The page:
Volunteers working at the SCC.
More volunteers working at the SCC while a crowd
Associate Professor John Miksic contemplating
at the SCC.
In April 2003, the Singapore Cricket Club has
graciously permitted a test excavation on their grounds. The Padang
site holds great potential for clarifying numerous points regarding
early Singapore. Laying of cables beneath the Padang in the early
1990s (along a line extending from Coleman Street to the Esplanade)
revealed a layer of 14th-century artifacts. No archaeological investigation
was however permitted at that time. The Padang is important because
it lies further away from the Singapore River than sites previously
investigated. A sample of the density of artifacts, and their nature,
from the Padang (if any exist) will make it much easier to estimate
the size of ancient Singapore’s population, the range of activities
carried out here, and the allocation of space for various purposes.
The Padang, meaning open field in the Malay language,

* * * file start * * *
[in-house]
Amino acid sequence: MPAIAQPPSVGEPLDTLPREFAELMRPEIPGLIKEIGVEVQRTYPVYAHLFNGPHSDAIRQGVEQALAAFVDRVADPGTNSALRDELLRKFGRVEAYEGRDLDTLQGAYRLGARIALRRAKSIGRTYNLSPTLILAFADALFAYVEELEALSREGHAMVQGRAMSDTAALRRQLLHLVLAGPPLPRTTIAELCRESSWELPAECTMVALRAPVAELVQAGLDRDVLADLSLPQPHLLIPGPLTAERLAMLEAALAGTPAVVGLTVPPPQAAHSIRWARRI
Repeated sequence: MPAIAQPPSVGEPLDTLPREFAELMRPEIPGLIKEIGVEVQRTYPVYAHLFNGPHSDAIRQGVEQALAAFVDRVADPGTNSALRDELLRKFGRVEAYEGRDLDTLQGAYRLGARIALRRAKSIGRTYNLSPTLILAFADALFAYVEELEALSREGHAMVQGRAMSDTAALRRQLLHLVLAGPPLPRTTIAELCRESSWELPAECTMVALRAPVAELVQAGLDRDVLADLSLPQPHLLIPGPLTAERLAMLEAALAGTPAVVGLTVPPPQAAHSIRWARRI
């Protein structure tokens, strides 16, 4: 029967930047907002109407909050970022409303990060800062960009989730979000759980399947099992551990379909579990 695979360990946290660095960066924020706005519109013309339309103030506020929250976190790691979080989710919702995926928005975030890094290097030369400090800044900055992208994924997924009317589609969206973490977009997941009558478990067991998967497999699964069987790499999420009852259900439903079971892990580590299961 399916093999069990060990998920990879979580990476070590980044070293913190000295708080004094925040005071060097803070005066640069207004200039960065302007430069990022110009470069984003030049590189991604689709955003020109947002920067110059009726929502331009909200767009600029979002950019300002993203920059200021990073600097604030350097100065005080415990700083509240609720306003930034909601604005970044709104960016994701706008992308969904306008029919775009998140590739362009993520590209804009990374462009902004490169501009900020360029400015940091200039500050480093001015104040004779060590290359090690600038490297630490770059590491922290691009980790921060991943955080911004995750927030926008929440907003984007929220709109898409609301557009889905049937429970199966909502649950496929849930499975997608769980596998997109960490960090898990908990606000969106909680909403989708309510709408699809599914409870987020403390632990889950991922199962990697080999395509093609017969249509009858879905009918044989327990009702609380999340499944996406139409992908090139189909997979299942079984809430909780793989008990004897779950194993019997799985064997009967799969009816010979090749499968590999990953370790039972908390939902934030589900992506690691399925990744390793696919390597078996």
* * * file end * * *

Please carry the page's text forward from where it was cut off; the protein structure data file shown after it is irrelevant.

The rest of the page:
was created by the British colonists in the 1820s and since then
no major construction or developments has taken place, hence the
chances of finding undisturbed 14th century strata is greatly improved.
An initial test pit of 5x2 meters was excavated
in order to test the potential of the Padang. The wealth of finds
resulted in the extension of the work period as well as the size
of the test pit to a total of 10x2 meters. An array of artifacts
were recovered, from indigenously made earthenware, imported Chinese
trade ceramics, Tang, Song and even Jin Dynasty coinages, to metal
slag and glass beads and bangles. The Singapore Cricket Club generously
granted permission to excavate on their grounds from 15th April
through 1st May 2003, and provided not only the welcomed tent shelter
but also much enthusiastic support from the management and members.